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Selected Research & Readings
 




Why Rural Matters 2009: State and Regional Challenges and Opportunities - This is the fifth in a biennial series analyzing the contexts and conditions of rural education in each of the states and calling attention to the need for policymakers to address rural education issues in their respective states. (Jerry Johnson and Marty Strange, The Rural School and Community Trust, January 2010)...

The Capacity of Early Childhood Care & Education in Rural New York State - This Cornell University study demonstrates that rural communities throughout New York have less capacity to serve their young children than their suburban or urban counterparts. Taking the size, wealth, and education level of a community into account, the report found that rural families have limited access to pre-k and other early care and education arrangements. (Cornell University, January 2008)...

Why Rural Matters 2007 - This report - the fourth in a series of biennial reports - analyzes the importance of rural education in each of the 50 states and calls attention to the urgency with which policymakers in each state should address rural education issues. (The Rural School and Community Trust, 2007)...

Preliminary Rural Analysis of the Early Childhood Longitudinal Study - This report shows that rural children are more likely than their peers in non-rural communities to be placed in special education in kindergarten. (National Center for Rural Early Childhood Learning Initiatives, May 2005)...

What Does a School Mean to a Community? Assessing the Social and Economic Benefits of Schools to Rural Villages in New York - This article researcher identifies community-level characteristics associated with the presence or absence of a school in a community, and the presence of these characteristics in two sets of communities in New York State. Lyson finds that the social and economic welfare in all communities is higher in places that have schools, and the gap between the rich and the poor is greater in villages without schools, as is the number of households receiving public assistance. (Thomas A. Lyson, Journal of Research in Rural Education, Cornell University, Winter 2002)...

Additional Assistance and Research on Effective Strategies Would Help Small Rural Districts - Smaller districts are having a hard time attracting highly qualified teachers, according to this study on implementing the No Child Left Behind Act. Teachers often must teach multiple grades or subjects and feel isolated from big libraries, professional development and programs for special-needs students, the report said. Declining enrollments mean less state aid but higher standards require more resources. Also, special-needs and disadvantaged students make up a bigger percentage of the students in smaller districts. (U.S. Government Accountability Office, September 2004)...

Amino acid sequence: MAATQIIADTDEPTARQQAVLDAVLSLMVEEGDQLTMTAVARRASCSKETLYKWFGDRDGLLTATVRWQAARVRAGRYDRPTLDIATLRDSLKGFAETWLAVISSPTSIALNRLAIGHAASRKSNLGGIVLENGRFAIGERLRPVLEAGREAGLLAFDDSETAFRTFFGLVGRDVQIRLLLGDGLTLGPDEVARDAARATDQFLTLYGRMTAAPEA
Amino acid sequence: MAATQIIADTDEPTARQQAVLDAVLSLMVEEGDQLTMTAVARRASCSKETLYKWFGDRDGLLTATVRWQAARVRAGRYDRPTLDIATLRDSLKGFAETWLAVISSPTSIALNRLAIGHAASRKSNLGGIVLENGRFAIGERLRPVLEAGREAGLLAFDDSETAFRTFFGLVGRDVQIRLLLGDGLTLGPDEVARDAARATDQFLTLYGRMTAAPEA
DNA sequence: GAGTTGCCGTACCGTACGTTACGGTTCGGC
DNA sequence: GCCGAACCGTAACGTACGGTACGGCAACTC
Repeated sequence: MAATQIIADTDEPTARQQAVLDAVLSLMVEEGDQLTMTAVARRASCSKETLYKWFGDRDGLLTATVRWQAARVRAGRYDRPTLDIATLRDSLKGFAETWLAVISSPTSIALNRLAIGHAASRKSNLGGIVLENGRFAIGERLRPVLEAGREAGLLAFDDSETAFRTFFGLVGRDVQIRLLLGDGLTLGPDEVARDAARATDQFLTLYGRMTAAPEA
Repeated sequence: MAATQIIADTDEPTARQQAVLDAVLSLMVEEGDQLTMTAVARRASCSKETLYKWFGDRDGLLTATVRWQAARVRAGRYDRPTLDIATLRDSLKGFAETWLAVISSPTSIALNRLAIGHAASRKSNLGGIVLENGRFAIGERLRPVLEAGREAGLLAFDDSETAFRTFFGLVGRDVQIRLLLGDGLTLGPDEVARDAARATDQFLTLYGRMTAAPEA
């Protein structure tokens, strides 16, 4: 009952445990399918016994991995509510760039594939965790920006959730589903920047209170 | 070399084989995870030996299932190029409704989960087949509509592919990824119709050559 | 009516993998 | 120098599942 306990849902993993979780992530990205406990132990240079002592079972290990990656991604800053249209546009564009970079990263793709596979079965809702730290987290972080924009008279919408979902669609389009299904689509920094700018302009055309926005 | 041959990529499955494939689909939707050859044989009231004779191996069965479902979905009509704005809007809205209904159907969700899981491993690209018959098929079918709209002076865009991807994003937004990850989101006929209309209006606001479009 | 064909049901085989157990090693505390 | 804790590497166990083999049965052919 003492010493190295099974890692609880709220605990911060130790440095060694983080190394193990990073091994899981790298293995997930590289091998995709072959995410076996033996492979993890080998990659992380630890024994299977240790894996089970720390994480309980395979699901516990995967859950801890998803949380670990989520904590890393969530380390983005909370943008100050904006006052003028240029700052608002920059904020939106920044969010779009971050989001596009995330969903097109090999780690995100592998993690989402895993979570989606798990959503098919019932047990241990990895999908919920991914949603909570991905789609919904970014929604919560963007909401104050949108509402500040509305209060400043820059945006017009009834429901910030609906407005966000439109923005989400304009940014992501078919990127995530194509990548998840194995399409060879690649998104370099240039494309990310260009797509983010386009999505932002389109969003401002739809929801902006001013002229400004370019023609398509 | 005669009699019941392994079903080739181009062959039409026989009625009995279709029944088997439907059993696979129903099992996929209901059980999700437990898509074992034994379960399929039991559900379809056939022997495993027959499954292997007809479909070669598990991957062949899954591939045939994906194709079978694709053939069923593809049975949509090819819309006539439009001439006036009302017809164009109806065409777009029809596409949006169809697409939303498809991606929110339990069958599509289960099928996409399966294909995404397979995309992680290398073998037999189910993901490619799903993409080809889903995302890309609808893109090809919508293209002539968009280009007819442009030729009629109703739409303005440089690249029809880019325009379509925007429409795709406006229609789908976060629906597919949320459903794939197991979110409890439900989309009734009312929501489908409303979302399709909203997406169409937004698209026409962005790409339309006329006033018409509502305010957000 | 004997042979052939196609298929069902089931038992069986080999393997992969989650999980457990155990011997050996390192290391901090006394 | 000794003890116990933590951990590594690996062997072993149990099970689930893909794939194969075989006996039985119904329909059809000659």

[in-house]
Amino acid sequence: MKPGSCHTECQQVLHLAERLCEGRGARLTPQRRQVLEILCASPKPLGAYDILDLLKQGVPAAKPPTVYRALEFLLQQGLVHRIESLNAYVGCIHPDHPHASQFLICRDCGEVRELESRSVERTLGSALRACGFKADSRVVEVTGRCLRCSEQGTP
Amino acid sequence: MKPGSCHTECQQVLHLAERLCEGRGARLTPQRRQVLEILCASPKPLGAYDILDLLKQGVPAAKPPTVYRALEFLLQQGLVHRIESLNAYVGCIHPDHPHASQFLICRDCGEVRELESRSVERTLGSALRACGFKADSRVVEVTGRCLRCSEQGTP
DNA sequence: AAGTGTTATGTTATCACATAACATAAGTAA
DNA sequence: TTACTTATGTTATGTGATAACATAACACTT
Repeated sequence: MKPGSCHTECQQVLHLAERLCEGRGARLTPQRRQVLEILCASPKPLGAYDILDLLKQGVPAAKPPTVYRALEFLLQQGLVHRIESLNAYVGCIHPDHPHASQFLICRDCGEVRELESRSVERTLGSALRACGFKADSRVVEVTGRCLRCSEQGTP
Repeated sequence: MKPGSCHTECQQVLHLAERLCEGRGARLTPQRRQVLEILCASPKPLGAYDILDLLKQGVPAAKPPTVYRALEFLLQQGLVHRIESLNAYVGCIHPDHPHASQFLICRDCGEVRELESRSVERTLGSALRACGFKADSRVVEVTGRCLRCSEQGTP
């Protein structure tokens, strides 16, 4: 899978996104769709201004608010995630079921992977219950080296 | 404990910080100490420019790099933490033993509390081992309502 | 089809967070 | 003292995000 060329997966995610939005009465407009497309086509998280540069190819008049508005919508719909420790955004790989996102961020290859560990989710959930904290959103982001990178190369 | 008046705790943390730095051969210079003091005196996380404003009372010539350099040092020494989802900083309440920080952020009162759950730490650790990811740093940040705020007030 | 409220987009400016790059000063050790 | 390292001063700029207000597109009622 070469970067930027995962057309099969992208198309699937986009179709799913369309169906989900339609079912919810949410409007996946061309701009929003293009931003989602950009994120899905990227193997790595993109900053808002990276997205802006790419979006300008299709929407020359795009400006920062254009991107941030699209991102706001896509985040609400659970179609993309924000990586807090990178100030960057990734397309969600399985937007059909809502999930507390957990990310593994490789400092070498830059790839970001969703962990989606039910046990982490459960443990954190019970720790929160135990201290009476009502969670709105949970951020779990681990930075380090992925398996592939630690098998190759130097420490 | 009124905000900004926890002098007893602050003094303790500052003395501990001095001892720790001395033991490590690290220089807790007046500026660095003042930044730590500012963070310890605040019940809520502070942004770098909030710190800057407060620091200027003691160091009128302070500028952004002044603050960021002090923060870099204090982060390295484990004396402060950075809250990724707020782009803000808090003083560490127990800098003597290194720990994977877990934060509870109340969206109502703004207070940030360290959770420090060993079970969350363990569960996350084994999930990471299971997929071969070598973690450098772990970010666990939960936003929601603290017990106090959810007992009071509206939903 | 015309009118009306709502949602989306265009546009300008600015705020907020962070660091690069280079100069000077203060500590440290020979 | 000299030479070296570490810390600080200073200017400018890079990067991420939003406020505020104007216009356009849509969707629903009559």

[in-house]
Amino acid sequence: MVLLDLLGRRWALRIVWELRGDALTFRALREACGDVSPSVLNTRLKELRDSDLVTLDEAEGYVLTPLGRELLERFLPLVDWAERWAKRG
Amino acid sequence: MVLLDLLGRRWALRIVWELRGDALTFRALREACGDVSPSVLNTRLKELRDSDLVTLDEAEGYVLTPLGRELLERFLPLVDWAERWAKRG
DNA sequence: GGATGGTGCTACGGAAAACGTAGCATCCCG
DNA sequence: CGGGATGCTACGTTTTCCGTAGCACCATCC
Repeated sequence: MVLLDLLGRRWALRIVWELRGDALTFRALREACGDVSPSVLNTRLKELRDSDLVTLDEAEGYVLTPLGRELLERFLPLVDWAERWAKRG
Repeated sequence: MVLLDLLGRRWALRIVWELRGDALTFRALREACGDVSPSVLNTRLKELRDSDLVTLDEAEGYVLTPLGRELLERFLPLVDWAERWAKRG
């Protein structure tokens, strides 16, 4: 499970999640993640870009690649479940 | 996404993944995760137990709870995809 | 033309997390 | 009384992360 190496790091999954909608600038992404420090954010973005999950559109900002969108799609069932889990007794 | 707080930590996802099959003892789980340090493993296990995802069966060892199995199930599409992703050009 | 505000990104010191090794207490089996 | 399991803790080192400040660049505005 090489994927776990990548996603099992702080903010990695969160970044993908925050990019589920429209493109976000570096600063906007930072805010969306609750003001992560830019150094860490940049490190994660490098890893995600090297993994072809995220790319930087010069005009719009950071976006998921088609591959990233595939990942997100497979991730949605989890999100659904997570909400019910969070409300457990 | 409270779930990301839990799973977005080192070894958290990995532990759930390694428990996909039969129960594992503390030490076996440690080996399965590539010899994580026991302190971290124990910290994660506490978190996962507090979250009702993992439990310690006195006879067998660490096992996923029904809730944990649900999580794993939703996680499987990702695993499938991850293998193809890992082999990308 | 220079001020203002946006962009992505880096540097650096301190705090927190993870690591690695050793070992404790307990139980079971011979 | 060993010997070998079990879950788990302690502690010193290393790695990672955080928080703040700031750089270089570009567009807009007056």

Rural America at a Glance - The economic expansion of the 1990s had many positive effects on rural America – earnings and income rose, poverty lessened and population grew – leading many demographers to label it the decade of the “rural rebound.” Following the 2001 recession, rural areas fared better than urban areas, and in 2002 had lower unemployment rates and higher job growth than urban areas. Despite this positive news, rural areas still face many challenges. The decline in manufacturing jobs was more severe in rural areas, food insecurity and poverty rates are higher in rural areas and the per-capita income is lower than in urban areas. Selected charts from this brief may be downloaded separately. (U.S. Department of Agriculture, September 2003)...

Vocational Education Offerings in Rural High Schools - This National Center for Education Statistics (NCES) Issue Brief uses data from the 1999 Fast Response Survey System "Survey on Vocational Programs in Secondary Schools" to examine vocational education offerings in rural, suburban and urban schools. The report finds that suburban and urban schools offered similar numbers and types of programs, while rural schools offered fewer programs. In particular, rural schools were less likely than schools in other areas to offer vocational education programs for occupations that were projected to be fast-growing. This difference in offerings may reflect differences in local labor markets. (Lisa Hudson and Linda Shafer, NCES, August 2002)...

Attracting and Retaining Teachers in Rural Areas - This article reviews the challenges rural districts face in recruiting and retaining teachers and explores several promising strategies that have emerged over the past several years at the state and local levels. (Timothy Collins, U.S. Department of Education, OERI, December 1999)...


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